You may, in the course of your travels, alight at New Bay Seafood, in a building that has been home to approximately a trillion Hong Kong-style restaurants since it began as Jumbo Seafood in the first San Gabriel Valley Chinese restaurant-boom in the early 1980s. And if you are familiar with the vaguely Southeast Asian Chiu Chow cooking popularized at nearby Newport Seafood, the trilingual menu, written in Chinese, Vietnamese and English, will hold few surprises: cubed filet mignon sauteed in a peppery brown sauce; snow pea leaves stir-fried with garlic; crunchy salt-and-pepper squid, and spicy basil leaf clams.
If you ask about the Chiu Chow roast duck, the owner may suggest that you pair it with an order of the fried tofu to soak up the marinade (you will notice that the combination appears on every table in the restaurant). If you follow your greediest impulses and order the house special lobster, which will not be especially cheap, you will spend the next half hour bathing in the hot sliced chiles, scallions, garlic and black pepper in which the monstrous roe-bearing beast is buried. The lobster may not technically be up to the standard set at Newport and Seafood Village, but when you are snarfling the meat out of a huge cracked knuckle, you will find it difficult to care.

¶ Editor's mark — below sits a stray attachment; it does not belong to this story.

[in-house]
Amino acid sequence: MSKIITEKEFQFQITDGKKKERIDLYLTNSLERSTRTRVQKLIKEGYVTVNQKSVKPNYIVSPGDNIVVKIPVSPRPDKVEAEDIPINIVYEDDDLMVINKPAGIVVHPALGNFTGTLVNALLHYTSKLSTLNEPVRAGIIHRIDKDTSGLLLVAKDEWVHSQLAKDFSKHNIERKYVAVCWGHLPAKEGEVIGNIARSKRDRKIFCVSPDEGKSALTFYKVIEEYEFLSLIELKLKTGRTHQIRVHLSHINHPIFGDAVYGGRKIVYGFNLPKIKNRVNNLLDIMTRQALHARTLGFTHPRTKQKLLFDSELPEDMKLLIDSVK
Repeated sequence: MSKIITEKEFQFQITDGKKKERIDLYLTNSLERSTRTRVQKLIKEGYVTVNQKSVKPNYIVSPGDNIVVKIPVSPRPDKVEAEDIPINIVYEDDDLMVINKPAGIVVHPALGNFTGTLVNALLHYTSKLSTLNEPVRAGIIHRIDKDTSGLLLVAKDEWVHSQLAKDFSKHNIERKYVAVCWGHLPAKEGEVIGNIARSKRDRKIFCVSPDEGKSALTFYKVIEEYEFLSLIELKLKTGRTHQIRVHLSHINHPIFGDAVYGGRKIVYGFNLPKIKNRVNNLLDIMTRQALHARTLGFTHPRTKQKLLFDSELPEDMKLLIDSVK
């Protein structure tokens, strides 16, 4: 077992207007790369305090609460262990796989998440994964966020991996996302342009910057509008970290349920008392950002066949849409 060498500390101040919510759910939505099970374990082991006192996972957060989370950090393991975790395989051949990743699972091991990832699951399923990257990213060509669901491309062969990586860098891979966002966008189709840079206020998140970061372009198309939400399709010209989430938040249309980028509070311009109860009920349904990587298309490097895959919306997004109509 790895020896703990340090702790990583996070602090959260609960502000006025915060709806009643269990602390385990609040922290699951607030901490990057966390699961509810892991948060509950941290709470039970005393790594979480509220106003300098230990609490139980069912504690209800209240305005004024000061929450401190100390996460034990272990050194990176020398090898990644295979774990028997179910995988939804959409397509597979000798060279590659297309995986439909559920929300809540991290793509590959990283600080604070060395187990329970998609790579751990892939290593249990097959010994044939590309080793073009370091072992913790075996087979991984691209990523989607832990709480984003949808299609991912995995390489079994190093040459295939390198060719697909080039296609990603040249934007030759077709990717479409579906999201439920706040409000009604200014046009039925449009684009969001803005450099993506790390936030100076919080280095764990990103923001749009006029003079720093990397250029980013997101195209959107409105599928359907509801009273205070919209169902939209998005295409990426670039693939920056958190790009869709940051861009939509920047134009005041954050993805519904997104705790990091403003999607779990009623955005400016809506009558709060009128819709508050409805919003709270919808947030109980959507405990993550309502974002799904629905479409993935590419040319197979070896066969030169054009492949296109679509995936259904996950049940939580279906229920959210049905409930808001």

But in a seafood house, it is difficult to imagine that the star dish might be a simple vegetable – a vegetable so pedestrian that it is hard to get excited about it even as a feature in a $6.99 lunch. But there it is – lengths of gai lan, Chinese broccoli, stir-fried with garlic and crisp, chewy bits of dried fish in a hellishly hot wok; smoky from the heat, funky and a bit salty from the fish, the sweet essence of a green you may have been unaware had anything like a sweet essence at all. Fourteen dollars and ninety-nine cents may seem weirdly expensive for a vegetable, but this gai lan is worth every cent.
New Bay Seafood, 203 W. Valley Blvd., Alhambra; (626) 872-6677.
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